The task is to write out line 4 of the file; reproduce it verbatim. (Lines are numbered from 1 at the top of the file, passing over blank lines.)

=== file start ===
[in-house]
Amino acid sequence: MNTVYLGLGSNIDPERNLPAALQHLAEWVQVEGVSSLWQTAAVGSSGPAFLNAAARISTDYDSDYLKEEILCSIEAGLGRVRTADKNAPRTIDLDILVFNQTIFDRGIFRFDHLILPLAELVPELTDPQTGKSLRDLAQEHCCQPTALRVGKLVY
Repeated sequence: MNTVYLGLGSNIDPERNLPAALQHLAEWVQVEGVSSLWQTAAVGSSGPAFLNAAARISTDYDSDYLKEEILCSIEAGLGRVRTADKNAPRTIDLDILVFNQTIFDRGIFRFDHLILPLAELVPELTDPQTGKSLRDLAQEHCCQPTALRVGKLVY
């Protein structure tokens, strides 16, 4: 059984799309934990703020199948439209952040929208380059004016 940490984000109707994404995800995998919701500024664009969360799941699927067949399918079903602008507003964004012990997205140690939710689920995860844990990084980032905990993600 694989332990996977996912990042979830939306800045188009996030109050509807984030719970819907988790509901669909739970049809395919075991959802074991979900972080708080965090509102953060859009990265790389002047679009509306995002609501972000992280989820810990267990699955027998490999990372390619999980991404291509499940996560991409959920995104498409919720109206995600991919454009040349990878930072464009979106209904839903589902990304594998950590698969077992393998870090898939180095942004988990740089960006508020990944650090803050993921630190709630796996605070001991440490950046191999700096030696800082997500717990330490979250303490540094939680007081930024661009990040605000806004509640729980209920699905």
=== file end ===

């Protein structure tokens, strides 16, 4: 059984799309934990703020199948439209952040929208380059004016 940490984000109707994404995800995998919701500024664009969360799941699927067949399918079903602008507003964004012990997205140690939710689920995860844990990084980032905990993600 694989332990996977996912990042979830939306800045188009996030109050509807984030719970819907988790509901669909739970049809395919075991959802074991979900972080708080965090509102953060859009990265790389002047679009509306995002609501972000992280989820810990267990699955027998490999990372390619999980991404291509499940996560991409959920995104498409919720109206995600991919454009040349990878930072464009979106209904839903589902990304594998950590698969077992393998870090898939180095942004988990740089960006508020990944650090803050993921630190709630796996605070001991440490950046191999700096030696800082997500717990330490979250303490540094939680007081930024661009990040605000806004509640729980209920699905």